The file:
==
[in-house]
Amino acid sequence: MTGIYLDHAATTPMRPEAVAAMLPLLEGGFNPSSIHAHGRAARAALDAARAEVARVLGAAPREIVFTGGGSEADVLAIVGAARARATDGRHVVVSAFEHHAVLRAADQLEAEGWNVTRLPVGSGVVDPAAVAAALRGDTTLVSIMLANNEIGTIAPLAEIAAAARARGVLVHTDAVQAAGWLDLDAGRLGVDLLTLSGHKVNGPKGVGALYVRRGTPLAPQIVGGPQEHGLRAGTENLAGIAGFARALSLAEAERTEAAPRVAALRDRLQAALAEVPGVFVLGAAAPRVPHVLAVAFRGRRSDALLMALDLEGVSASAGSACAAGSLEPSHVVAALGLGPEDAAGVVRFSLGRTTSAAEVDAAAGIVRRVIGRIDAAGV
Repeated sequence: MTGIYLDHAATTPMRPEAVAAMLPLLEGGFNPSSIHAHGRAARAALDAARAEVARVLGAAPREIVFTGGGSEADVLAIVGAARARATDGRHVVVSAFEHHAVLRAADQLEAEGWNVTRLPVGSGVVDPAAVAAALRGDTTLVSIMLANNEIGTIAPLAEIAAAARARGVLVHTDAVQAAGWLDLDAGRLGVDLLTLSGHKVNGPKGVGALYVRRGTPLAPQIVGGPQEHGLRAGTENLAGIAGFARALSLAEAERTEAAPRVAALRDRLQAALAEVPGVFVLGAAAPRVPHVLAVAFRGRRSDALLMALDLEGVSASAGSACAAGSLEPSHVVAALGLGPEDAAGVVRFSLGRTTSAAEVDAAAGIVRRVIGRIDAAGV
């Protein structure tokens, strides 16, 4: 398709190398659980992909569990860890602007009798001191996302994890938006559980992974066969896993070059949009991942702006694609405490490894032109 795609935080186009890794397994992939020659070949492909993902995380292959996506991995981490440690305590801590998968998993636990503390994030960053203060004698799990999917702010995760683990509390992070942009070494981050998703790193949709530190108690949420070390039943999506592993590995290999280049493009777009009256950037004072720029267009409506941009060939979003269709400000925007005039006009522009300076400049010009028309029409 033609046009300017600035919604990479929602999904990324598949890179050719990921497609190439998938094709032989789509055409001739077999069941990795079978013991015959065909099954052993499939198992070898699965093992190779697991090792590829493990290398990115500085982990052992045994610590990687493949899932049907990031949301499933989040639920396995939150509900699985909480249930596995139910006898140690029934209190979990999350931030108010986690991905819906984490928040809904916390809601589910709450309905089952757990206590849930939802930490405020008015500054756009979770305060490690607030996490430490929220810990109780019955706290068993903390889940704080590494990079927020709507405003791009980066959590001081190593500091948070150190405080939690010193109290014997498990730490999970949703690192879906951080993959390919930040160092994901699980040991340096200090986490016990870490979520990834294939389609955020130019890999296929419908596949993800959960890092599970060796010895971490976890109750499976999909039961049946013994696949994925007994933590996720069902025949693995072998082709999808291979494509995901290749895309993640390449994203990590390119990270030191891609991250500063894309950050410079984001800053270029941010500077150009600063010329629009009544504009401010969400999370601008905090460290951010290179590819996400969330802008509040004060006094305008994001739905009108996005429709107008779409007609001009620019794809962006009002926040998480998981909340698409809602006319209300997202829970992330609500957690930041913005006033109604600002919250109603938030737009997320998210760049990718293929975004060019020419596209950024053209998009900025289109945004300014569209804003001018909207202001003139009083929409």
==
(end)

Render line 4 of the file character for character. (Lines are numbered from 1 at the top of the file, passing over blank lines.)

């Protein structure tokens, strides 16, 4: 398709190398659980992909569990860890602007009798001191996302994890938006559980992974066969896993070059949009991942702006694609405490490894032109 795609935080186009890794397994992939020659070949492909993902995380292959996506991995981490440690305590801590998968998993636990503390994030960053203060004698799990999917702010995760683990509390992070942009070494981050998703790193949709530190108690949420070390039943999506592993590995290999280049493009777009009256950037004072720029267009409506941009060939979003269709400000925007005039006009522009300076400049010009028309029409 033609046009300017600035919604990479929602999904990324598949890179050719990921497609190439998938094709032989789509055409001739077999069941990795079978013991015959065909099954052993499939198992070898699965093992190779697991090792590829493990290398990115500085982990052992045994610590990687493949899932049907990031949301499933989040639920396995939150509900699985909480249930596995139910006898140690029934209190979990999350931030108010986690991905819906984490928040809904916390809601589910709450309905089952757990206590849930939802930490405020008015500054756009979770305060490690607030996490430490929220810990109780019955706290068993903390889940704080590494990079927020709507405003791009980066959590001081190593500091948070150190405080939690010193109290014997498990730490999970949703690192879906951080993959390919930040160092994901699980040991340096200090986490016990870490979520990834294939389609955020130019890999296929419908596949993800959960890092599970060796010895971490976890109750499976999909039961049946013994696949994925007994933590996720069902025949693995072998082709999808291979494509995901290749895309993640390449994203990590390119990270030191891609991250500063894309950050410079984001800053270029941010500077150009600063010329629009009544504009401010969400999370601008905090460290951010290179590819996400969330802008509040004060006094305008994001739905009108996005429709107008779409007609001009620019794809962006009002926040998480998981909340698409809602006319209300997202829970992330609500957690930041913005006033109604600002919250109603938030737009997320998210760049990718293929975004060019020419596209950024053209998009900025289109945004300014569209804003001018909207202001003139009083929409």